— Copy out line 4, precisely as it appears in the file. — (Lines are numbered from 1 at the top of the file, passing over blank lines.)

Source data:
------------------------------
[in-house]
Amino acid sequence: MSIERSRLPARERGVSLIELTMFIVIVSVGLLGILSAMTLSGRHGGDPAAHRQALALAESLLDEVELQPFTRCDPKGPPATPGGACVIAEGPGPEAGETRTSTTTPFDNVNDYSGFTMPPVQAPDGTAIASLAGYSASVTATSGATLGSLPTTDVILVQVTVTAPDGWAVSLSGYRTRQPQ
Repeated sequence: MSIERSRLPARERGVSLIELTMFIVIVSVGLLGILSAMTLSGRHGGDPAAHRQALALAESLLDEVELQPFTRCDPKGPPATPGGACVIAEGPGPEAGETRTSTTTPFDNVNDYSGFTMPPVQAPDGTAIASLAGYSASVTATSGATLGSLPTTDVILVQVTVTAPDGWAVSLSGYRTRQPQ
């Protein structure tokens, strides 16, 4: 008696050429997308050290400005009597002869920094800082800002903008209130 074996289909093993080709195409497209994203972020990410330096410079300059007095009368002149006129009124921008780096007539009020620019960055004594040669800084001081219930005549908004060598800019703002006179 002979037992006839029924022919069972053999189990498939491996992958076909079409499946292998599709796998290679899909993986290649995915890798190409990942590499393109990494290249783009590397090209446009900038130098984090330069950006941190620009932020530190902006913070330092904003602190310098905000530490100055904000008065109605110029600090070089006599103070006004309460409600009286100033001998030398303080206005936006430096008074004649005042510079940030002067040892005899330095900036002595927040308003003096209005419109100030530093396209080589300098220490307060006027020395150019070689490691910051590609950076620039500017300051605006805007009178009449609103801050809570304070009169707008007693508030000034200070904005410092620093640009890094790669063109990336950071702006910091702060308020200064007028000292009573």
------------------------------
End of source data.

């Protein structure tokens, strides 16, 4: 008696050429997308050290400005009597002869920094800082800002903008209130 074996289909093993080709195409497209994203972020990410330096410079300059007095009368002149006129009124921008780096007539009020620019960055004594040669800084001081219930005549908004060598800019703002006179 002979037992006839029924022919069972053999189990498939491996992958076909079409499946292998599709796998290679899909993986290649995915890798190409990942590499393109990494290249783009590397090209446009900038130098984090330069950006941190620009932020530190902006913070330092904003602190310098905000530490100055904000008065109605110029600090070089006599103070006004309460409600009286100033001998030398303080206005936006430096008074004649005042510079940030002067040892005899330095900036002595927040308003003096209005419109100030530093396209080589300098220490307060006027020395150019070689490691910051590609950076620039500017300051605006805007009178009449609103801050809570304070009169707008007693508030000034200070904005410092620093640009890094790669063109990336950071702006910091702060308020200064007028000292009573």